Capability was a major influence in the Skills Plus Project's approach to employability and this was taken further by creating the Enhancing Students Employability Co-ordination Team (ESECT), ESECT described employability as:

a set of achievements - skills, understandings and personal attributes - that make

graduates more likely to gain employment and be successful in their chosen

occupations, which benefits themselves, the workforce, the community and the

economy. (Yorke & Knight, 2006)

This employability statement meets the expectation of the policy-makers; essentially it went beyond the narrower concepts (get a job-any job) of employability to help see students succeed in wider societal, outlook.

The approach adopted by ESECT was more accepted by academics that the earlier government rhetoric about decreasing a "skills gap' and was accompanied by a loose framework, using the acronym USEM; four related components:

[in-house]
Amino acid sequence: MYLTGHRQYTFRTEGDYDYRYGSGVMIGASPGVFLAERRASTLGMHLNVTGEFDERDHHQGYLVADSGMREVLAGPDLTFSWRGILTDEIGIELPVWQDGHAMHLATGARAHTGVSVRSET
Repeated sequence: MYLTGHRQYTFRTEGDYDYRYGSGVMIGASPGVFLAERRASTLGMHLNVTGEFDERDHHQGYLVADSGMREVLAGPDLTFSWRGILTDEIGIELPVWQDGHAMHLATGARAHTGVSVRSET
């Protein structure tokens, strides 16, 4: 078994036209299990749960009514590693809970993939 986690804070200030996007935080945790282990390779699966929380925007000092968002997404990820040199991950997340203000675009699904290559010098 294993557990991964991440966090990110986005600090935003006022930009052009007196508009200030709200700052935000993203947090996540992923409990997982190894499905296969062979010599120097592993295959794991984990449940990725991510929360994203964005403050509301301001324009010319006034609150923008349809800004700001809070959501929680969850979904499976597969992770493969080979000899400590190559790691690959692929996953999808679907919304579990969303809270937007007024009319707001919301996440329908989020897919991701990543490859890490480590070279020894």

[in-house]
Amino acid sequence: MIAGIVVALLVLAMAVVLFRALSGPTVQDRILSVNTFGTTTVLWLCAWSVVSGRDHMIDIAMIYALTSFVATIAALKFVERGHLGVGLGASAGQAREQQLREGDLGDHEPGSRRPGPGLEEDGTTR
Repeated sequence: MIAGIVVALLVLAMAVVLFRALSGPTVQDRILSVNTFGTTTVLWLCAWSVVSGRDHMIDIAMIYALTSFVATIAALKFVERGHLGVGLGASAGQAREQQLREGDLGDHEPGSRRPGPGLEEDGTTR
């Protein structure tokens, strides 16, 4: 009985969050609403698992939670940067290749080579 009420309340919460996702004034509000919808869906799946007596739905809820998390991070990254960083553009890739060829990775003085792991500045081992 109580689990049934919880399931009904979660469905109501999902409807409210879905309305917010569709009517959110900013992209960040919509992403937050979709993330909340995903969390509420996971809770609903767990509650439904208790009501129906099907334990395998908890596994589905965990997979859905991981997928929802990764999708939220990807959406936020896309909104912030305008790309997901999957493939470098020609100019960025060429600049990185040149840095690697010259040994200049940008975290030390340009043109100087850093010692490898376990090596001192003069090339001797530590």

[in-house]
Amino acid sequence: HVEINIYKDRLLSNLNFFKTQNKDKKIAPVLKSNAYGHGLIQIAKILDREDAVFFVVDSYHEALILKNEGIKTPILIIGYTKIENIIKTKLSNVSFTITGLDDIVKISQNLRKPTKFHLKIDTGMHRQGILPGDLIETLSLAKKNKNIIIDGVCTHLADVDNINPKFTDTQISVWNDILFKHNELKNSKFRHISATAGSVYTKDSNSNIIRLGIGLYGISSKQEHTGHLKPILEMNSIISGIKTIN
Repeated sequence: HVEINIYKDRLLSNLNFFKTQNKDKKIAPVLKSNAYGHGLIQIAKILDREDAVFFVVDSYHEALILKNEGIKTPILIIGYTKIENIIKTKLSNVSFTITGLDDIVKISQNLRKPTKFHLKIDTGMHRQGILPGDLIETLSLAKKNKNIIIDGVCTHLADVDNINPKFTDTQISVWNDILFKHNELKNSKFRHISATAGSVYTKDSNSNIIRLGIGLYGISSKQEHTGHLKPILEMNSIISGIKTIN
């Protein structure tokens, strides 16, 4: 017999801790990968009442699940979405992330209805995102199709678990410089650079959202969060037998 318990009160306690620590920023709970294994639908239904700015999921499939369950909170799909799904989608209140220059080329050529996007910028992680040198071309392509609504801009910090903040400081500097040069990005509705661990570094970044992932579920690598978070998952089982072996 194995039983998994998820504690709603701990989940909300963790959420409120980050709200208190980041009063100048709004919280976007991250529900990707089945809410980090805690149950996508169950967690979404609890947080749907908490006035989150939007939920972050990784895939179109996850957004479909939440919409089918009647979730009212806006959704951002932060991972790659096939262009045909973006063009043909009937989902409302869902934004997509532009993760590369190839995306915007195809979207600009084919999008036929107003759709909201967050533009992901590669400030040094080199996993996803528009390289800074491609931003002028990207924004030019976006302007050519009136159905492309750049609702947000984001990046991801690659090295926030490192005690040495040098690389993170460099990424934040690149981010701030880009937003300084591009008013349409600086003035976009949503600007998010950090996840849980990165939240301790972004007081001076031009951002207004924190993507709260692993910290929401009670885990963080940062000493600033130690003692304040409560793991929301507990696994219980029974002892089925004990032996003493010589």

Understanding;

Skilful practices in context

Self-Efficiency and personal qualities;

Metacognition.

The attraction that USEM has over previous prescribed polices is that it uses a framework that askes 'how can your studies respond to the implications of USEM's four areas?' rather than a check list of skills to be covered within the curriculum.

Explaining USEM

Self-Efficiency and Personal Qualities

Self-effeicancy is usualy defined as a belief in one's capability to achieve a goal or specific outcome. Students with a stong sned of self efficancy

Key Skills

HE in the UK has been subject to a number of policy initcatives intended to promote the development of 'skills',